In chapters four, five, and six, Spelman delves more deeply into the reparative work that happens in real communities, as well as the monetary and symbolic reparations that have been proposed to heal historical rifts that resulted in government endorsed-practices such as slavery and unjust medical experiments, among other events. In chapter four, Spelman raises the issue of restorative justice, and the impetus of repair that is embedded in the project of mending the social fabric of a community torn by individual criminal acts. Comparing "repair" to "punishment" as two possible attitudes towards crime, Spelman alludes to the problems of the latter comportment: punishment is merely a responsive practice, rather than one that attempts to identify how harms occur in communities or to prevent harms or mend those social rents. In contrast, repair can be undertaken in the name of restorative justice as a more "constructive" or "positive" practice, such as "community service," or those that attempt to heal social rifts by processing the hurts and injuries through a range of more subtle practices such as those that figure in the South African Truth and Reconciliation Commission's investigative hearings after the end of apartheid (59ff). She points to the possibility that certain rifts may never be healed, but also hat repairs may begin to be undertaken through public gestures such as government-issued apologies, such as that which President Clinton offered during his tenure to the families of the victims of the Tuskegee Study, where black male patients with syphilis were deliberately left untreated (87-90).
By raising a variety of contexts in which the practice of repair has its relevance, Spelman raises a theme that has connections to a variety of issues in political, social, and feminist philosophy. Yet, Spelman appears to eschew an analysis that explains why repair should be compared analogically across so many locations, contexts, and functions. This is where the literary ease and eloquent grace of Spelman's prose is both alluring and constrained in its philosophical aspirations. It is constrained because there is a marked absence of a sustained exploration of the role of repair as it implicitly manifests itself across a range of philosophical literature on the same topics upon which she touches. It would have been useful, for example, to discuss some of the criteria by which repair as "fixing" an object has different implications from "repair" which "reconstitutes" certain social or cultural fabrics, or which "heals" collective psychic or emotional bruises while also attempting to serve as a form of justice.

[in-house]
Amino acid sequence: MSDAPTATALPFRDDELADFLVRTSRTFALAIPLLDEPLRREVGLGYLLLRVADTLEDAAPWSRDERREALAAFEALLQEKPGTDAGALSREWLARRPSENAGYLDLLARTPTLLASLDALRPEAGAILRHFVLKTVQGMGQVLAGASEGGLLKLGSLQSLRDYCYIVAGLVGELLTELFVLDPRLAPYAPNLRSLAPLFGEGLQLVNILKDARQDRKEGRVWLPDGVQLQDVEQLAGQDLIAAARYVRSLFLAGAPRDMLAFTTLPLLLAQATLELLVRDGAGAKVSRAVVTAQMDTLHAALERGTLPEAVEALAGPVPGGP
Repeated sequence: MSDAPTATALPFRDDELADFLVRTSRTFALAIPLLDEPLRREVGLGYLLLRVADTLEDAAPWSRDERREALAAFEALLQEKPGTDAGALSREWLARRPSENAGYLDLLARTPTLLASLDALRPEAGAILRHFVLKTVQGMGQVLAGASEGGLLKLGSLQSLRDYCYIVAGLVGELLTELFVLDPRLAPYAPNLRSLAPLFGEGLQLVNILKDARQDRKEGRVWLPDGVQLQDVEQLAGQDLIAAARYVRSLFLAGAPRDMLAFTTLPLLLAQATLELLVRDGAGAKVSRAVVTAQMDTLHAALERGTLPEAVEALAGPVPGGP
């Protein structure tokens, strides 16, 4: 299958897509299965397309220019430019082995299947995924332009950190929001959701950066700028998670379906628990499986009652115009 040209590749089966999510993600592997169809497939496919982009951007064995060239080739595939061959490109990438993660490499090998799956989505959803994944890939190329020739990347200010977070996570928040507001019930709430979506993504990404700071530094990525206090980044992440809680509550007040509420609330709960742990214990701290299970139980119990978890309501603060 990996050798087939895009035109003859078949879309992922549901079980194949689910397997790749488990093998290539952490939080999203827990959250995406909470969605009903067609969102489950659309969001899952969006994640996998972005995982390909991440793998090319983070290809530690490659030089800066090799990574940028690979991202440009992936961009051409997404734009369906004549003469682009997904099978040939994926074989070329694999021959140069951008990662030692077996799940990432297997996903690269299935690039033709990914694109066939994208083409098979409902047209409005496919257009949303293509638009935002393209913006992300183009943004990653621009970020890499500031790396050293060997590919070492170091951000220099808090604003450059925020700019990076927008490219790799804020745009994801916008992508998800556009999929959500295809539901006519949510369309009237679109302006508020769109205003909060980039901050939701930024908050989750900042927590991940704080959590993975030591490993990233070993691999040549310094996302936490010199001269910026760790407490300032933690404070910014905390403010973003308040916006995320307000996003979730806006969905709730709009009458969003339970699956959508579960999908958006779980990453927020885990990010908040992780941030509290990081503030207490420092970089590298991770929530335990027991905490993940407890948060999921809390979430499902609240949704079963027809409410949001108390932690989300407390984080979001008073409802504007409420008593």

Fleeting attention is given to the implications of repair for the philosophical world. For example, while Spelman makes clear that repair can be understood as a form of historical restoration, or caring labor practices but also as a paradigm of moral and political healing, she elides a discussion of those conceptual bridges by which the same concept can be understood in such radically disparate ways. Such a discussion might have enabled the reader to transpose Spelman's important reflections onto other pressing issues and problems of the day, thus allowing for the possibility of changing the etiquette and the utensils by which conversations take place. How is repair both embedded and disruptive in conversations about welfare, the prison-industrial complex, or the post-9-11 domestic and foreign policies that the current American Presidential Administration is deploying to "heal" this country? It also would help Hypatia readers such as myself to consider how to protect dependency-work and other marginal and reparative labor practices from being penalized and ostracized in an epoch marked by the increasing international valorization of the free-market.
Nevertheless, I think I understand some of the reasons why Spelman selects the pleasurable, literary genre that she employs: through it, she invites the reader to ruminate with her on the range of arenas in which the role of repair is crucial to political and ethical bridge-building and maintaining the social fabric despite the invisibility of past rents in the same fabric. It is an invitation without strings. By subtly allowing us to reflect with her without determining which other doors may open for us, Spelman smoothes, eases, and indeed repairs the reader's sense of anxiety that the problems of the world might remain unfixed.